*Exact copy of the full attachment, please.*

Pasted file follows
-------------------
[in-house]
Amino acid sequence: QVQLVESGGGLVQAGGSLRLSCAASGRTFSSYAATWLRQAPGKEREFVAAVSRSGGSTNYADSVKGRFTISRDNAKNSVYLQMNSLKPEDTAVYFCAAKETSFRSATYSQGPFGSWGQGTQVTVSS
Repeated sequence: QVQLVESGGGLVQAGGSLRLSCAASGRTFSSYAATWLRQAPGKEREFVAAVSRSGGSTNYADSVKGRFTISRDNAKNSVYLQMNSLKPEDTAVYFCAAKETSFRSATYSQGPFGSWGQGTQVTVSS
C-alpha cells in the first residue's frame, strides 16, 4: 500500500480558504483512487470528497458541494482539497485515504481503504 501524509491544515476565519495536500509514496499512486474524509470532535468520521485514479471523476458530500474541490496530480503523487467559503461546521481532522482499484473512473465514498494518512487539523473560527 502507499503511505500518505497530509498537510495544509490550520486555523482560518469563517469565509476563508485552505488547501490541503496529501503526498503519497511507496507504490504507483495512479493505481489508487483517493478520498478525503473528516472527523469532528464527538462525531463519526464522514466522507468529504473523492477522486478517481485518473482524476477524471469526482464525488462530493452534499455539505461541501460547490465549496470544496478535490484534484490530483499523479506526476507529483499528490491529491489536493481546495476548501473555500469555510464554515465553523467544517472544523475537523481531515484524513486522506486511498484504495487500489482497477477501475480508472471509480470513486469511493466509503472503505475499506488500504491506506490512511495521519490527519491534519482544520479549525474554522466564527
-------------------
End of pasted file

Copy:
[in-house]
Amino acid sequence: QVQLVESGGGLVQAGGSLRLSCAASGRTFSSYAATWLRQAPGKEREFVAAVSRSGGSTNYADSVKGRFTISRDNAKNSVYLQMNSLKPEDTAVYFCAAKETSFRSATYSQGPFGSWGQGTQVTVSS
Repeated sequence: QVQLVESGGGLVQAGGSLRLSCAASGRTFSSYAATWLRQAPGKEREFVAAVSRSGGSTNYADSVKGRFTISRDNAKNSVYLQMNSLKPEDTAVYFCAAKETSFRSATYSQGPFGSWGQGTQVTVSS
C-alpha cells in the first residue's frame, strides 16, 4: 500500500480558504483512487470528497458541494482539497485515504481503504 501524509491544515476565519495536500509514496499512486474524509470532535468520521485514479471523476458530500474541490496530480503523487467559503461546521481532522482499484473512473465514498494518512487539523473560527 502507499503511505500518505497530509498537510495544509490550520486555523482560518469563517469565509476563508485552505488547501490541503496529501503526498503519497511507496507504490504507483495512479493505481489508487483517493478520498478525503473528516472527523469532528464527538462525531463519526464522514466522507468529504473523492477522486478517481485518473482524476477524471469526482464525488462530493452534499455539505461541501460547490465549496470544496478535490484534484490530483499523479506526476507529483499528490491529491489536493481546495476548501473555500469555510464554515465553523467544517472544523475537523481531515484524513486522506486511498484504495487500489482497477477501475480508472471509480470513486469511493466509503472503505475499506488500504491506506490512511495521519490527519491534519482544520479549525474554522466564527